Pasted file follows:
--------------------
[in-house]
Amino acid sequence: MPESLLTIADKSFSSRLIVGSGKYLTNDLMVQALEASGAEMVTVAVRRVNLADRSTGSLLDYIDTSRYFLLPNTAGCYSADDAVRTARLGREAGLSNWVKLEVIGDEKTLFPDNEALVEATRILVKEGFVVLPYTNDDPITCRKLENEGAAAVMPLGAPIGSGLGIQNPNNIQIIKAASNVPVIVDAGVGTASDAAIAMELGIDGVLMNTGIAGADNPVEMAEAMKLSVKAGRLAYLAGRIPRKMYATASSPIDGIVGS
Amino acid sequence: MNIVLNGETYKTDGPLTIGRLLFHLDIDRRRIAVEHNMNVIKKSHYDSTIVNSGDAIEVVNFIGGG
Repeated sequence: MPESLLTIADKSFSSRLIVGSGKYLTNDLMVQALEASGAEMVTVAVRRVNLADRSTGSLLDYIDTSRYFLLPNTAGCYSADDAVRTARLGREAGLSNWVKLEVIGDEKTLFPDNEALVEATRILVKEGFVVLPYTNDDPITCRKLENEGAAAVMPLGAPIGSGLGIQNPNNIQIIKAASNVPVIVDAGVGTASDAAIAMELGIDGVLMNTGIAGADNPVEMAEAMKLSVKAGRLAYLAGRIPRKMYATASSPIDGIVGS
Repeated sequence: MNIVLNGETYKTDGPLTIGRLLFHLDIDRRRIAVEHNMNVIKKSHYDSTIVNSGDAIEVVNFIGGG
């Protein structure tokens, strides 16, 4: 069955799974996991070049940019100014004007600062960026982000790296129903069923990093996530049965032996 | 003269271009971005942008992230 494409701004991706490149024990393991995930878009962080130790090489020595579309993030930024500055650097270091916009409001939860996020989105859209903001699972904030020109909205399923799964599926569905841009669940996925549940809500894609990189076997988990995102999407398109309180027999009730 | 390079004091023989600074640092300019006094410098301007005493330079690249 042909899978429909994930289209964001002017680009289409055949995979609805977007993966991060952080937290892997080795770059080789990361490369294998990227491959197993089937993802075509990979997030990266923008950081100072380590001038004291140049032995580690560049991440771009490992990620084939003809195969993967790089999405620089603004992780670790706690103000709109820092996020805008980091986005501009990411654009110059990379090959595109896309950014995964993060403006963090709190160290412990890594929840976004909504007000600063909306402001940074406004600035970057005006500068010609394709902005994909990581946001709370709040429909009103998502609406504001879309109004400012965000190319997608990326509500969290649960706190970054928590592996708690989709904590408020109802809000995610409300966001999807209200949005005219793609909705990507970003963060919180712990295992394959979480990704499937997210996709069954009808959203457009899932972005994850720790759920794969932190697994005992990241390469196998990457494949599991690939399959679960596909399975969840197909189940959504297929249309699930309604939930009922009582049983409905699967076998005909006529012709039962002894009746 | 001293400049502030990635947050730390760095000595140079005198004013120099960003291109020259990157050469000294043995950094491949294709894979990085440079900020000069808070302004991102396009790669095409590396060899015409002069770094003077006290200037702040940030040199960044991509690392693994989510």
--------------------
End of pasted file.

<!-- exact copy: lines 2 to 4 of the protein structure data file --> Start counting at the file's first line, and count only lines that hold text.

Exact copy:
Amino acid sequence: MPESLLTIADKSFSSRLIVGSGKYLTNDLMVQALEASGAEMVTVAVRRVNLADRSTGSLLDYIDTSRYFLLPNTAGCYSADDAVRTARLGREAGLSNWVKLEVIGDEKTLFPDNEALVEATRILVKEGFVVLPYTNDDPITCRKLENEGAAAVMPLGAPIGSGLGIQNPNNIQIIKAASNVPVIVDAGVGTASDAAIAMELGIDGVLMNTGIAGADNPVEMAEAMKLSVKAGRLAYLAGRIPRKMYATASSPIDGIVGS
Amino acid sequence: MNIVLNGETYKTDGPLTIGRLLFHLDIDRRRIAVEHNMNVIKKSHYDSTIVNSGDAIEVVNFIGGG
Repeated sequence: MPESLLTIADKSFSSRLIVGSGKYLTNDLMVQALEASGAEMVTVAVRRVNLADRSTGSLLDYIDTSRYFLLPNTAGCYSADDAVRTARLGREAGLSNWVKLEVIGDEKTLFPDNEALVEATRILVKEGFVVLPYTNDDPITCRKLENEGAAAVMPLGAPIGSGLGIQNPNNIQIIKAASNVPVIVDAGVGTASDAAIAMELGIDGVLMNTGIAGADNPVEMAEAMKLSVKAGRLAYLAGRIPRKMYATASSPIDGIVGS